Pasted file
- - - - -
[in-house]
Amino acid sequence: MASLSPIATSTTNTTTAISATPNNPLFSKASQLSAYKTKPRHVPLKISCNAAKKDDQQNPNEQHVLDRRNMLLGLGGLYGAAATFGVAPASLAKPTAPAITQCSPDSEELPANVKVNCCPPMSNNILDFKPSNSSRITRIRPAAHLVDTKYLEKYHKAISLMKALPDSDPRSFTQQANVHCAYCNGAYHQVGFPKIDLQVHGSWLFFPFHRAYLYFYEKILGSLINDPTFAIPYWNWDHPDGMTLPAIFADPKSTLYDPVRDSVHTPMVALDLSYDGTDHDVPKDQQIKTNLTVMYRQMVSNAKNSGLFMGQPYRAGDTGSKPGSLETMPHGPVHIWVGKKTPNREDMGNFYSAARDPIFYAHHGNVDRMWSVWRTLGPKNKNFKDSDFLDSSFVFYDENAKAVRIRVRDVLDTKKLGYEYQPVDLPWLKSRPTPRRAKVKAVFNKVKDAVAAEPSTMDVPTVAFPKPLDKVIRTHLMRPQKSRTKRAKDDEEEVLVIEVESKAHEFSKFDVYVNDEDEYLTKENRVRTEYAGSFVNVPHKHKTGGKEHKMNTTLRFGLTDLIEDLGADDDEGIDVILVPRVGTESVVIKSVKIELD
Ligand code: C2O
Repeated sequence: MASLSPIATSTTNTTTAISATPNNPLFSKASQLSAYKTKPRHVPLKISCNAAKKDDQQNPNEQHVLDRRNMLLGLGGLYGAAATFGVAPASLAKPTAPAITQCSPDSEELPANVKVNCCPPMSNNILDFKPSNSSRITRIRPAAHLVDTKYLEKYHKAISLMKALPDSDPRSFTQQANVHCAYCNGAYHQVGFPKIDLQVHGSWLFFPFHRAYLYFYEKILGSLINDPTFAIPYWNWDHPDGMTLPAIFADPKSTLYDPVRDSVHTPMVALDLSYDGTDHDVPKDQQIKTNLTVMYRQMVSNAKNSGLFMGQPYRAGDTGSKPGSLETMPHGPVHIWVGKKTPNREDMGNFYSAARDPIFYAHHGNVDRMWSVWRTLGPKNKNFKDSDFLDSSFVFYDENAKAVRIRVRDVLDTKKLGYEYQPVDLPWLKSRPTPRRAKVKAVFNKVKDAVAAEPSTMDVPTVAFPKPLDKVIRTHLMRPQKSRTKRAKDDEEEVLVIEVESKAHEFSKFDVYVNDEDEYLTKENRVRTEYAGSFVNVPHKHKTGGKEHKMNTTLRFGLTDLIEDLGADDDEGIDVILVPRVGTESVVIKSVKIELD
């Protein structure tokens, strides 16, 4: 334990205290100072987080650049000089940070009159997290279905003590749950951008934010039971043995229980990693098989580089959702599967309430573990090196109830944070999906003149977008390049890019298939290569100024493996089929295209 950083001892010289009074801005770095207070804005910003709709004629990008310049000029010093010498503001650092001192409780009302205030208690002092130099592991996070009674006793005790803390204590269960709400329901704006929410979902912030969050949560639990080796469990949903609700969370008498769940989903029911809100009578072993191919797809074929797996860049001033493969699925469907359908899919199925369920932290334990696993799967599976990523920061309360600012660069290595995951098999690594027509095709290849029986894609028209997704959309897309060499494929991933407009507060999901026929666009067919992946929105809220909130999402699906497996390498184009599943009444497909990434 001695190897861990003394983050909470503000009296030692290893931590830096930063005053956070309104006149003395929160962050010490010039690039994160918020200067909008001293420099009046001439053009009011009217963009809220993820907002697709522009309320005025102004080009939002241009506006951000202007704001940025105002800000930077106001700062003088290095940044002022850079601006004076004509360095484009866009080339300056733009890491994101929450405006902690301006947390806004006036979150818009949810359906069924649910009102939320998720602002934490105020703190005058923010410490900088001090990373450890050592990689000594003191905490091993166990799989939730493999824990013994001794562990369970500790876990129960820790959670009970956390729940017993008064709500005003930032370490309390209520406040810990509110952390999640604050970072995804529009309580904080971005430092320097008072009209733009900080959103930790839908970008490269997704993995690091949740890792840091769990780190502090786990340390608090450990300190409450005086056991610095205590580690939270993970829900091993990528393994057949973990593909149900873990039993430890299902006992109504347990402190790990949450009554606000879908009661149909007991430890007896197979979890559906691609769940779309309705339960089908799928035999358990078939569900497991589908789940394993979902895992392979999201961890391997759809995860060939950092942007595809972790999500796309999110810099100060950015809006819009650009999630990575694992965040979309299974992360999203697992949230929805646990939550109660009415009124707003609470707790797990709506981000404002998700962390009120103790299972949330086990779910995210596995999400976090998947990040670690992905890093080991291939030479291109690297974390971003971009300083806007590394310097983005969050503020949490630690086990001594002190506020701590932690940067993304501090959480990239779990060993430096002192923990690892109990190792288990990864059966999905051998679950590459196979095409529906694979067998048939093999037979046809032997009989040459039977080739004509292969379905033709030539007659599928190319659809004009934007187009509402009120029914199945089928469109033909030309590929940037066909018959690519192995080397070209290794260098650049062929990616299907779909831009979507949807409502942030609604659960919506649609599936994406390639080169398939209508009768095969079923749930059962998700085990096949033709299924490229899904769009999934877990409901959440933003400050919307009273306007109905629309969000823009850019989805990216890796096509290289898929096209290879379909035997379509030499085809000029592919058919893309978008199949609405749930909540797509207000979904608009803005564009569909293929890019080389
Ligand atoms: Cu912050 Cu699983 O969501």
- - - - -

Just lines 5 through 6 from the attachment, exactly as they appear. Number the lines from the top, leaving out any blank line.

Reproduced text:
């Protein structure tokens, strides 16, 4: 334990205290100072987080650049000089940070009159997290279905003590749950951008934010039971043995229980990693098989580089959702599967309430573990090196109830944070999906003149977008390049890019298939290569100024493996089929295209 950083001892010289009074801005770095207070804005910003709709004629990008310049000029010093010498503001650092001192409780009302205030208690002092130099592991996070009674006793005790803390204590269960709400329901704006929410979902912030969050949560639990080796469990949903609700969370008498769940989903029911809100009578072993191919797809074929797996860049001033493969699925469907359908899919199925369920932290334990696993799967599976990523920061309360600012660069290595995951098999690594027509095709290849029986894609028209997704959309897309060499494929991933407009507060999901026929666009067919992946929105809220909130999402699906497996390498184009599943009444497909990434 001695190897861990003394983050909470503000009296030692290893931590830096930063005053956070309104006149003395929160962050010490010039690039994160918020200067909008001293420099009046001439053009009011009217963009809220993820907002697709522009309320005025102004080009939002241009506006951000202007704001940025105002800000930077106001700062003088290095940044002022850079601006004076004509360095484009866009080339300056733009890491994101929450405006902690301006947390806004006036979150818009949810359906069924649910009102939320998720602002934490105020703190005058923010410490900088001090990373450890050592990689000594003191905490091993166990799989939730493999824990013994001794562990369970500790876990129960820790959670009970956390729940017993008064709500005003930032370490309390209520406040810990509110952390999640604050970072995804529009309580904080971005430092320097008072009209733009900080959103930790839908970008490269997704993995690091949740890792840091769990780190502090786990340390608090450990300190409450005086056991610095205590580690939270993970829900091993990528393994057949973990593909149900873990039993430890299902006992109504347990402190790990949450009554606000879908009661149909007991430890007896197979979890559906691609769940779309309705339960089908799928035999358990078939569900497991589908789940394993979902895992392979999201961890391997759809995860060939950092942007595809972790999500796309999110810099100060950015809006819009650009999630990575694992965040979309299974992360999203697992949230929805646990939550109660009415009124707003609470707790797990709506981000404002998700962390009120103790299972949330086990779910995210596995999400976090998947990040670690992905890093080991291939030479291109690297974390971003971009300083806007590394310097983005969050503020949490630690086990001594002190506020701590932690940067993304501090959480990239779990060993430096002192923990690892109990190792288990990864059966999905051998679950590459196979095409529906694979067998048939093999037979046809032997009989040459039977080739004509292969379905033709030539007659599928190319659809004009934007187009509402009120029914199945089928469109033909030309590929940037066909018959690519192995080397070209290794260098650049062929990616299907779909831009979507949807409502942030609604659960919506649609599936994406390639080169398939209508009768095969079923749930059962998700085990096949033709299924490229899904769009999934877990409901959440933003400050919307009273306007109905629309969000823009850019989805990216890796096509290289898929096209290879379909035997379509030499085809000029592919058919893309978008199949609405749930909540797509207000979904608009803005564009569909293929890019080389
Ligand atoms: Cu912050 Cu699983 O969501």